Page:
Christmas 2008 was memorable. The hardships endured by so many that lost jobs, lost nest eggs, lost faith in so much that made this country great overshadowed that annual break from the grind we all go through. It seemed like the message and practices of past generations were embraced. What really mattered was being with family and friends. This couldn’t go on forever, right? A new year, a new president, a new way of life waited just around the corner. New is good, or at least I embraced that thought. I embraced it not just to get my fix of optimism that keeps me going, but I had no more room in my head for nonsense, fear, and hard realities.
I noticed hearing a lot more “How are you holding up?” around the Holidays then “How have you been?!?”. I was great. I was phenomenal. I had hid the engagement ring I was giving my girlfriend Christmas morning in the top of my closet behind the sweatshirt I never wear. I was overflowing with joy and happiness for a moment I waited a lifetime for , and fear and compassion for what so many people were going through. I didn’t want to be that guy, the guy with blinders on, the one that was pigheaded and out of touch with reality.
Laying on the couch watching t.v. and trying to avoid the news, I second guessed myself a couple of times. Fear wasn’t going to win. Fate, destiny, luck, call it what you will, the tough times that had touched many lives had grazed mine. I couldn’t pull back and hide, I had to move ahead and live.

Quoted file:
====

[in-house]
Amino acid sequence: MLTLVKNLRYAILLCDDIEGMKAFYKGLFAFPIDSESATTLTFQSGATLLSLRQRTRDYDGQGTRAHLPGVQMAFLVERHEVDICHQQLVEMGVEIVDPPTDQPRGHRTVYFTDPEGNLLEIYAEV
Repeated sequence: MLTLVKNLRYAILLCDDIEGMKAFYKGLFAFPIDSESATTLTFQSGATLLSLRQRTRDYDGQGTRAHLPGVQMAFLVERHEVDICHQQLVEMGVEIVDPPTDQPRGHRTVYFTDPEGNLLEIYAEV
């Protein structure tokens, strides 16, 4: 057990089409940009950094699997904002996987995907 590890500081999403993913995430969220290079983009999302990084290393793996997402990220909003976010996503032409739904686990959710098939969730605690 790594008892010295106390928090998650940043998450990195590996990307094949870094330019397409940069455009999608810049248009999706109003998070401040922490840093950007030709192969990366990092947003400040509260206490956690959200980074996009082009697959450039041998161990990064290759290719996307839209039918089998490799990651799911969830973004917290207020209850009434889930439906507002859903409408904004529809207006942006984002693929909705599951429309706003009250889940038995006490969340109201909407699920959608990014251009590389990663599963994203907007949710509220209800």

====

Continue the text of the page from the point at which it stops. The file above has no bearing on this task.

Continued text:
Christmas eve that year was spent in my hometown of Garden City, out on Long Island. At the 7 o’clock mass the smiles weren’t as bright as past years, and the pews were much fuller.
Dinner with neighbors later that evening had a somber mood for the first few minutes, until the third generation showed how easily the word Santa can throw a kid into a frenzy. “We’re all together and healthy.” It was true. We laughed about the same stories from growing up, we all had fun looking out the window and pointing at the red nose that just sped by in the sky, and we all caught up with where life had taken us in the past year.
My mom knew what Santa was bringing Lindsay the next morning. She didn’t make that much eye contact that night. I blushed more than I usually would when asked what I got my “special lady.” Is it shiny? Yes, it is.
The last time I couldn’t sleep on Christmas Eve was probably when I knew Santa was putting an Atari console with Space Invaders and Asteroids under the tree. I thought that was a torturous night. I’ll take the anxiety over how to use hyperspace on a joystick over playing out the proposal anytime.
All of a sudden it was Christmas morning. Life was going to be different, and there wasn’t a newscaster or politician, or financial expert, or anyone that was going to stand in the way. On one knee I charged ahead, and took Lindsay with me.